5) When they repeat the behavior, repeat what you said in step four. Keep in mind that telling your kid what to do instead of what not to do can make a huge difference in their cooperation. Saying, "don't pull the cat's tail" only reminds them of that fluffy thing begging to be pulled.
Ignore The Behavior. Some defiance is better left ignored. I can hear you saying, “But then they are just getting away with it!” The truth is, we teach our kids a lot about how to connect with us by what we give our attention to. I am reminded of the days when my oldest discovered she could squeal. A high-pitched, deafening sound, we were sure it called to every animal within a five-mile radius. A few minutes later, she did it again. We were out of the room, and came in immediately to see what the heck she was doing. She was absolutely delighted with herself and learning quick. She knew that when she made that noise, it got attention right away.
The next three days were filled with these brain-scrambling sounds. Each time I would ask her to do it quieter. It took me that long to realize that I was providing feedback every time she did this and that she would keep doing it as long as it got attention. Thus began my fascination with the power of ignoring annoying, but harmless behaviors. If it’s not hurting anyone, in the words of Disney’s Elsa, “Let It Go.”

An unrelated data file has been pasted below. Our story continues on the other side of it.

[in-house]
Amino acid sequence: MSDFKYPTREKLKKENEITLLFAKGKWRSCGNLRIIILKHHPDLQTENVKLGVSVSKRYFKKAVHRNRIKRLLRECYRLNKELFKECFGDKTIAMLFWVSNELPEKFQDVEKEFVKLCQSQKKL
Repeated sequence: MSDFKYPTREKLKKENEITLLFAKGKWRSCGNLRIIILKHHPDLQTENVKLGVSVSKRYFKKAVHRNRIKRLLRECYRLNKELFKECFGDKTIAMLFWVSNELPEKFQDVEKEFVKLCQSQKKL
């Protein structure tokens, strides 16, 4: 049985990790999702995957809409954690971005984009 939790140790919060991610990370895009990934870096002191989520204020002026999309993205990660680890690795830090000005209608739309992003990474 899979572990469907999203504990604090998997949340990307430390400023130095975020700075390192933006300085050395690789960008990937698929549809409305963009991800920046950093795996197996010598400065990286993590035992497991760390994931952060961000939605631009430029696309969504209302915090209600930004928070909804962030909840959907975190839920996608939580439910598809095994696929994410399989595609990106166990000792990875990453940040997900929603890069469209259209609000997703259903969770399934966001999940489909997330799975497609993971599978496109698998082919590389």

Prevention, redirection and ignoring the behavior are just a few of the tools that can fill our toolbox. The truth is, discipline is less about doing and more about being. Being present, engaged, connected and forgiving. It takes a lot of mistakes in childhood to grow into a functioning adult. While it may be exhausting, the defiance and testing is all part of their learning process.
Our ability to use respectful discipline strategies like these depends on one very important thing: self-care. When we are exhausted, worn out, and can’t remember who we are outside of being a parent, it is incredibly difficult to respond with calm instead of just reacting with anger. Taking time to ourselves and making sure our own needs are getting met, put us in a better place to pass a lifetime of wisdom along to our children.